How to cope with a lack of motivation to do things due to extreme tiredness or depression?
When a person go through a relapse of clinical depression, all his motivation to do things seemed to disappear.
He may feels extremely tired and easily tired. He has no heart nor energy to do anything. Waking up each morning seemed to be most difficult. He may dread to wake up to face another day. He may not think he has the energy to face another day.
When severely depressed, it takes a lot to effort to even attend to basic general hygiene.
Eating takes too much effort as he doesn't have appetite. Exercise became extremely difficult because he is too tired.
Actually during clinical depression, it was due to the chemical imbalance in my brain that one is not able to enjoy anything in general.
But when one is not doing very much, he began to believe that he is useless, ineffective, inadequate, helpless and incapable of achieving anything. These negative thoughts make him feel more discouraged and in turn reduced my ability to do things. It becomes harder and harder to wake up each morning and to attend to my usual activities. This become a visual cycle and it has been called the lethargic circuit.
How to break this lethargic circuit and derive motivation to face each day?
For a Christian, praying to God and reading the Bible daily, is extremely important. Unless God gives us the grace and strength to cope, we will not have the energy nor the desire to face another day.
Here are some things one can learn to do which may help to break the lethargic circuit and derive motivation to face each day and to do things:
1) Learning to wake up at the same time each day though you dread waking up. Usually once you are up, you are able to do some things. Try to also sleep at the same time every night so that you get enough sleep. Insufficient sleep or rest can worsen depression.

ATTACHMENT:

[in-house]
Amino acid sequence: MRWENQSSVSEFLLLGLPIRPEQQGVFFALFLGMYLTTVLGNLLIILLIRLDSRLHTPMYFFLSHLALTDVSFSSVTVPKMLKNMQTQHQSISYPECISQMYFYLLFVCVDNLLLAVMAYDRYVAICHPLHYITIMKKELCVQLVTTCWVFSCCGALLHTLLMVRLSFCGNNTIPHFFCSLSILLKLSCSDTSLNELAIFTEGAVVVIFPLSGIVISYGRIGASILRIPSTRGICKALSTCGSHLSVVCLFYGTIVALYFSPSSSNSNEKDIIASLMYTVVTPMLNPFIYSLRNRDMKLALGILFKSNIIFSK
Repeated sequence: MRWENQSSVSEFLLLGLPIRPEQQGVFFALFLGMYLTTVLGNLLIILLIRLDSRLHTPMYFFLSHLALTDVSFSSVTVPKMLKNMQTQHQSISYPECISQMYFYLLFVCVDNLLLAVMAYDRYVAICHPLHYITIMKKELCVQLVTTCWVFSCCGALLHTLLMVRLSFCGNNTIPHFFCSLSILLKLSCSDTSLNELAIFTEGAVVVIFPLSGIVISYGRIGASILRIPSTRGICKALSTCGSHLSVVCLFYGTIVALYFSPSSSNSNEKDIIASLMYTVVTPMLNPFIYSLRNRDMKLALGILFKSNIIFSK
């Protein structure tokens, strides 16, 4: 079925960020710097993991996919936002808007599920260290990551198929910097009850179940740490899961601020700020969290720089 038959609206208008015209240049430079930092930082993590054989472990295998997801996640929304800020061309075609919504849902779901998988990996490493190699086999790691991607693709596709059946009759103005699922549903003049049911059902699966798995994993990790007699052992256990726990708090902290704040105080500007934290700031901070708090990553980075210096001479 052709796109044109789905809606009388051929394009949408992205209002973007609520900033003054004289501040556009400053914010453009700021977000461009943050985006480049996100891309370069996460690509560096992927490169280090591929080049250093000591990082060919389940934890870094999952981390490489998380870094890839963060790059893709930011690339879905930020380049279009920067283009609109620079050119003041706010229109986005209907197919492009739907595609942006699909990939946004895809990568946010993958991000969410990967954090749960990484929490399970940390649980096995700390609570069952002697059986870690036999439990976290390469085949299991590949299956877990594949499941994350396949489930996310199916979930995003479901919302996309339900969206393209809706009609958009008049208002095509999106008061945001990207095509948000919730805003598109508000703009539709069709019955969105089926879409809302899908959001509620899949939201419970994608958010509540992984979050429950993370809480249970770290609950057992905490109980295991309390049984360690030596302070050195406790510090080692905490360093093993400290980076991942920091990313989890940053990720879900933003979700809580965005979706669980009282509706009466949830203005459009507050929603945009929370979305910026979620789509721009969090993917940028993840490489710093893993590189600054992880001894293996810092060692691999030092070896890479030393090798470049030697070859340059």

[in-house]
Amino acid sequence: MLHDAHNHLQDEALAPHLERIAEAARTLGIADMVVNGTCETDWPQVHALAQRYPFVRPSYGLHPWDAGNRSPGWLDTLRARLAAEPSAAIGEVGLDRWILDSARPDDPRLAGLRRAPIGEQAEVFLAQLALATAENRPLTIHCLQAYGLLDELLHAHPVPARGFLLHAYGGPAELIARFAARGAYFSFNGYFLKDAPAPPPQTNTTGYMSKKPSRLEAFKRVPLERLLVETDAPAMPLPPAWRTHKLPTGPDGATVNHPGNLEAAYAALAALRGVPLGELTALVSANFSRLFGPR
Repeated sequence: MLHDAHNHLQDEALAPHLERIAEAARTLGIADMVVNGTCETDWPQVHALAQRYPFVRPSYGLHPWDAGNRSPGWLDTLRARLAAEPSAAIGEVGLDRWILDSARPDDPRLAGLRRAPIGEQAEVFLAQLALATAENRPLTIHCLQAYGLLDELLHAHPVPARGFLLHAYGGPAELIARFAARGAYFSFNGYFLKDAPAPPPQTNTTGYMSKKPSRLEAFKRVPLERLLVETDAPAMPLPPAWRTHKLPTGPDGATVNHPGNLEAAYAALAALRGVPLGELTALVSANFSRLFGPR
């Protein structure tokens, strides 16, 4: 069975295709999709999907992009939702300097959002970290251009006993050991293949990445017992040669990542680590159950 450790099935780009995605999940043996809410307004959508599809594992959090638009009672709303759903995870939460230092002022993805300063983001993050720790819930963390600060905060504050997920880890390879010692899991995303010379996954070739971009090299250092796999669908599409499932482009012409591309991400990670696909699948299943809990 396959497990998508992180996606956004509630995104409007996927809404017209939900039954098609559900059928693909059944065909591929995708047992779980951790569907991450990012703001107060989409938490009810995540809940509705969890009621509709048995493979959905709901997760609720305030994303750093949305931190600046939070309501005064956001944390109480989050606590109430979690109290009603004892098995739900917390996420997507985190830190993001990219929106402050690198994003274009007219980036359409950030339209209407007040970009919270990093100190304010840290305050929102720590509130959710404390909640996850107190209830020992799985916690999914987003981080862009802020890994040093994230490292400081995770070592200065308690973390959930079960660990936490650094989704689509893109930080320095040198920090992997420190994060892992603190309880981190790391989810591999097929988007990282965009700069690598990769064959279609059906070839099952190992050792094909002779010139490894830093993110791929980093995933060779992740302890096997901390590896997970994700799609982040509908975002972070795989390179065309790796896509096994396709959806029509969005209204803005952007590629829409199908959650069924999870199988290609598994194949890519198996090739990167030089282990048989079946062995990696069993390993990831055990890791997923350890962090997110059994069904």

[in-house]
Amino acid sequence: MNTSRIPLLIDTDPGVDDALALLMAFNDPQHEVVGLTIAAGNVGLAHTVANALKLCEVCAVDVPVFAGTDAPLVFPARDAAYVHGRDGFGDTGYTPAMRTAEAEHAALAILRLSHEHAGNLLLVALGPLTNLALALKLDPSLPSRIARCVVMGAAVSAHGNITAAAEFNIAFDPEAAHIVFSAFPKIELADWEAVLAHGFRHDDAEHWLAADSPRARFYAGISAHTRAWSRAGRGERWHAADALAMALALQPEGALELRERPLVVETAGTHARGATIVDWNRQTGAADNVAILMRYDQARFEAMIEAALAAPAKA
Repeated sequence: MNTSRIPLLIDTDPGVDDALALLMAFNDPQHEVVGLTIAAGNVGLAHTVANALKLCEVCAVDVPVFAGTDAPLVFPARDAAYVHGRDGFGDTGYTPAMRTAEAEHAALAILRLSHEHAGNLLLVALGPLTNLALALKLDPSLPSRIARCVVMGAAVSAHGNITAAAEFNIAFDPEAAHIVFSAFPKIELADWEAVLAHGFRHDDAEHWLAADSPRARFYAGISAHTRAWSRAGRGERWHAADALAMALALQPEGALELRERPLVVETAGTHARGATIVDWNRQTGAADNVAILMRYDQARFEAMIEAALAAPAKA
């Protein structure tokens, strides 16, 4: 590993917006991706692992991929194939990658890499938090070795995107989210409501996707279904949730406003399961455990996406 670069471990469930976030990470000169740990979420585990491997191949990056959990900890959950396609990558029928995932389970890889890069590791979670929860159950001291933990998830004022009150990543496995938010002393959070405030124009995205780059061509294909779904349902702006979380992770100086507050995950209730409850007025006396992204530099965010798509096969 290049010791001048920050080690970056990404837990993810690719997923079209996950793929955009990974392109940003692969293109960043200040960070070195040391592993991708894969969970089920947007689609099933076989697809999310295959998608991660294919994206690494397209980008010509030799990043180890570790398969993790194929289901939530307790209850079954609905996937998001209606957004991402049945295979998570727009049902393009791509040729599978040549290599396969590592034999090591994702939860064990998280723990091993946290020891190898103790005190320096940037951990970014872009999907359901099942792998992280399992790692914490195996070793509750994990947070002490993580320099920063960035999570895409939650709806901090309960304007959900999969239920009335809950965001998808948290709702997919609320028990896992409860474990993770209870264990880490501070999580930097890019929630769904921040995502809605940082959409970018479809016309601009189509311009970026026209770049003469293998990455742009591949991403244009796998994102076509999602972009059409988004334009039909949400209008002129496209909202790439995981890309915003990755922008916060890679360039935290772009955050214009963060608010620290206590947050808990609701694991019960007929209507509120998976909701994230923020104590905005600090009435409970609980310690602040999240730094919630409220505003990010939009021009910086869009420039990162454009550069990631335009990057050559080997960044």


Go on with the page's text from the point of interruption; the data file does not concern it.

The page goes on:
2) Learn to eat your meals regularly and as nutritiously as possible. Though you don't have much appetite and eating seems to be such an effort, know that you need all the energy and nutrition to fight this depression and therefore you must eat! Try to eat more vegetable and fruits to gain more vitamins and nutrition.
3) Learn to exercise regularly. Exercise may seemed very difficult at first as you are so tired daily. But exercise is important to build up your strength and stamina. Learn to start slowly and daily. You will find that as the days go by, you began able to exercise longer. Your body and mind becomes stronger. Exercise release good chemicals to help fight depression and expel bad chemicals in the brain.
You can try briskwalking if you do not like any other exercise. Do it whenever you can. You can also exercise by walking on a home treadmill or stationery bike, or join a gym.
4) Create a routine. Without a routine, you tend to avoid doing things as you no longer enjoy anything. This will only caused you to remain in the lethargic circuit. To break this lethargic circuit, learn to plan you days. Schedule regular exercise and some activities that you enjoy for each day. You will find that with every task that you managed to complete, you began to feel motivated to do more. You began to experience a sense of accomplishment.
5) Break tasks into smaller portions. When going through depression, every tasks seemed so difficult. It's hard to began to do anything. Procastination sets in. To avoid this, learn to break tasks into smaller and more manageable portions. Try to do only a portion each day and you will find that you are able to get things done slowly. This again gives you a sense of accomplishment and the motivation to do more.
6) Learning to be patient and not to be too hard with yourself. I try to remember that you are unwell now and it takes time to rebuild your body and mind. So when you failed to accomplish what you planned for the day, learn to tell yourself, it's okay. You can try again tomorrow. Or break the task into even smaller portions.
7) Learn not to let negative thoughts or feelings prevent you from daily activities. Feelings during depression are not necessarily valid. They often have little bearing on the truth. Your feelings of being too depressed to cope do not mean that you will not be able to cope when you are actually in a situation.